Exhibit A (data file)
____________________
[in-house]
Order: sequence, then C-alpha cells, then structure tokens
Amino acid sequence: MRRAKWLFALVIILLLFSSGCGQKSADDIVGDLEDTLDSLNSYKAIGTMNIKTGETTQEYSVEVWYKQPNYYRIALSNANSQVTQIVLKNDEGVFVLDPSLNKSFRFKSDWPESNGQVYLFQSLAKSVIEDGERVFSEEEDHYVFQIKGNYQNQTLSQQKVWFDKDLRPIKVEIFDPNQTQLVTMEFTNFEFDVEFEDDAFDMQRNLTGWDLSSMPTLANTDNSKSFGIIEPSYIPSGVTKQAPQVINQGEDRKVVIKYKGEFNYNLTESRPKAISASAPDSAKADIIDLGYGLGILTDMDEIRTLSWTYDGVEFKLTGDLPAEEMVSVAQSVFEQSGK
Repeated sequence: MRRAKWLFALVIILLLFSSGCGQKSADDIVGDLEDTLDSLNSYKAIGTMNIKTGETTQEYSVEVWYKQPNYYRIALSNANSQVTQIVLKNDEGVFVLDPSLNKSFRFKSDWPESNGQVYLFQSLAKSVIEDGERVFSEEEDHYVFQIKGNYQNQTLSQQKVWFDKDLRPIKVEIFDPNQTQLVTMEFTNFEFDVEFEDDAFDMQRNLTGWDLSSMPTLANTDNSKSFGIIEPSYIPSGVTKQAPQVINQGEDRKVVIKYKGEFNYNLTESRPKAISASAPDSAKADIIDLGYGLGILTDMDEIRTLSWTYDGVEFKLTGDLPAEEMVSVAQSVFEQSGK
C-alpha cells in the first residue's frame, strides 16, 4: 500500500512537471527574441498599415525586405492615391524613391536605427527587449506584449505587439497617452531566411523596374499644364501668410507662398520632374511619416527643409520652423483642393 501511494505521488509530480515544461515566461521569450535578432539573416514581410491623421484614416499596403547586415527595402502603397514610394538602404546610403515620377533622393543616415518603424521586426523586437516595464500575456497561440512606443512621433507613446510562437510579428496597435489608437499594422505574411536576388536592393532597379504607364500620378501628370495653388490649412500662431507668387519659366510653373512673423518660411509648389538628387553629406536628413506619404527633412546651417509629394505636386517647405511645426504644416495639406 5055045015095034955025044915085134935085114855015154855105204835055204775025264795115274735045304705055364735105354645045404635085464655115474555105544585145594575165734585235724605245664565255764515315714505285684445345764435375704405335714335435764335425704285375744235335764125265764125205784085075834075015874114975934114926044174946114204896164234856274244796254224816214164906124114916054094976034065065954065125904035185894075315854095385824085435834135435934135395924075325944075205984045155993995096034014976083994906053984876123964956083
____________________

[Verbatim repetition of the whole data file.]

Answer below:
[in-house]
Order: sequence, then C-alpha cells, then structure tokens
Amino acid sequence: MRRAKWLFALVIILLLFSSGCGQKSADDIVGDLEDTLDSLNSYKAIGTMNIKTGETTQEYSVEVWYKQPNYYRIALSNANSQVTQIVLKNDEGVFVLDPSLNKSFRFKSDWPESNGQVYLFQSLAKSVIEDGERVFSEEEDHYVFQIKGNYQNQTLSQQKVWFDKDLRPIKVEIFDPNQTQLVTMEFTNFEFDVEFEDDAFDMQRNLTGWDLSSMPTLANTDNSKSFGIIEPSYIPSGVTKQAPQVINQGEDRKVVIKYKGEFNYNLTESRPKAISASAPDSAKADIIDLGYGLGILTDMDEIRTLSWTYDGVEFKLTGDLPAEEMVSVAQSVFEQSGK
Repeated sequence: MRRAKWLFALVIILLLFSSGCGQKSADDIVGDLEDTLDSLNSYKAIGTMNIKTGETTQEYSVEVWYKQPNYYRIALSNANSQVTQIVLKNDEGVFVLDPSLNKSFRFKSDWPESNGQVYLFQSLAKSVIEDGERVFSEEEDHYVFQIKGNYQNQTLSQQKVWFDKDLRPIKVEIFDPNQTQLVTMEFTNFEFDVEFEDDAFDMQRNLTGWDLSSMPTLANTDNSKSFGIIEPSYIPSGVTKQAPQVINQGEDRKVVIKYKGEFNYNLTESRPKAISASAPDSAKADIIDLGYGLGILTDMDEIRTLSWTYDGVEFKLTGDLPAEEMVSVAQSVFEQSGK
C-alpha cells in the first residue's frame, strides 16, 4: 500500500512537471527574441498599415525586405492615391524613391536605427527587449506584449505587439497617452531566411523596374499644364501668410507662398520632374511619416527643409520652423483642393 501511494505521488509530480515544461515566461521569450535578432539573416514581410491623421484614416499596403547586415527595402502603397514610394538602404546610403515620377533622393543616415518603424521586426523586437516595464500575456497561440512606443512621433507613446510562437510579428496597435489608437499594422505574411536576388536592393532597379504607364500620378501628370495653388490649412500662431507668387519659366510653373512673423518660411509648389538628387553629406536628413506619404527633412546651417509629394505636386517647405511645426504644416495639406 5055045015095034955025044915085134935085114855015154855105204835055204775025264795115274735045304705055364735105354645045404635085464655115474555105544585145594575165734585235724605245664565255764515315714505285684445345764435375704405335714335435764335425704285375744235335764125265764125205784085075834075015874114975934114926044174946114204896164234856274244796254224816214164906124114916054094976034065065954065125904035185894075315854095385824085435834135435934135395924075325944075205984045155993995096034014976083994906053984876123964956083